by Jeanne Borofsky
As I was walking around the other day, snapping photos with my cellphone camera, I realized my phone was sort of like an extra eye that I have acquired – one with a really good visual memory. I know a lot of artists use their phones to take pictures all the time, and I got to thinking about the uses we put those photos to.
Some people are very good about taking pictures every day and posting them somewhere for others to see. It is an incentive to look around more carefully (for the viewers, as well as the photographers).
Below are a sampling of photos that artist Soosen Dunholter has posted on Instagram.
Sometimes the photo is of something, such as a scene we want to paint but cannot do right there. Maybe it’s a pattern or texture we’d like to bring into our work.
Or perhaps it is someone else’s art work we want to remember or study again when we’re no longer in front of it to figure out how something was done.
Like this Kurt Schwitters collage.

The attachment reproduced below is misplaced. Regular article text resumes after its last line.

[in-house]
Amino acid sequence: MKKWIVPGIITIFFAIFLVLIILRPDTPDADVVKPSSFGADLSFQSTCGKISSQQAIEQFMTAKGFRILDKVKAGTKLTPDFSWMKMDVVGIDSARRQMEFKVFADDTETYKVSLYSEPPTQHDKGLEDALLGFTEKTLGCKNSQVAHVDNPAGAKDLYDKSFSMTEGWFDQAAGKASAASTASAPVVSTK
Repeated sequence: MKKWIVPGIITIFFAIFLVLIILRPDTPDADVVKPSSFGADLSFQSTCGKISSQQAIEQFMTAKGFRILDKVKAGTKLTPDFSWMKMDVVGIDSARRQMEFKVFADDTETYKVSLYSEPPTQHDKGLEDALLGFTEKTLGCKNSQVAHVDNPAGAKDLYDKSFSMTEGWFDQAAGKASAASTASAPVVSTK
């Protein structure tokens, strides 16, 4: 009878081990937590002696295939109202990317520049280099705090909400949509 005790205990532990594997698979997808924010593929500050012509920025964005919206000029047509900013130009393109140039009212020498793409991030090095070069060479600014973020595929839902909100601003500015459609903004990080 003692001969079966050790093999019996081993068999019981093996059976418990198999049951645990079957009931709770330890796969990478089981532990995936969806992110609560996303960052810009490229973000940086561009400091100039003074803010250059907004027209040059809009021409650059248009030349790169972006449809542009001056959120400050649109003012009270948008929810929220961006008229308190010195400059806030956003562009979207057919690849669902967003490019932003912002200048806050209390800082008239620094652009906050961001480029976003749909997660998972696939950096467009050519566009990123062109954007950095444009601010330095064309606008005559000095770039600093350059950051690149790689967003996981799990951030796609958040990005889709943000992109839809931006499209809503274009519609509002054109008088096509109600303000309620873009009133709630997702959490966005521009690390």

I’ve been known to record my work in different stages, in case I want to be able to do it again, or feel like I’m going in the wrong direction and want to go back, or start again. It’s often easier to see the whole piece as a small image, to discover what’s working and what’s not. It is also interesting to have a record of the various stages.
There are as many uses for these little “eyes”as there are people. But here are some questions:
Does taking photos of everything make us less likely to look carefully at things, or more so?
Are we substituting this extra eye for our own visual memory?
If we don’t recall something precisely, do we use our own creativity more in what we remember or not?
I don’t see myself giving up my phone camera, but I sometimes wonder at my reliance on it… is it a good thing or not?
What do you think?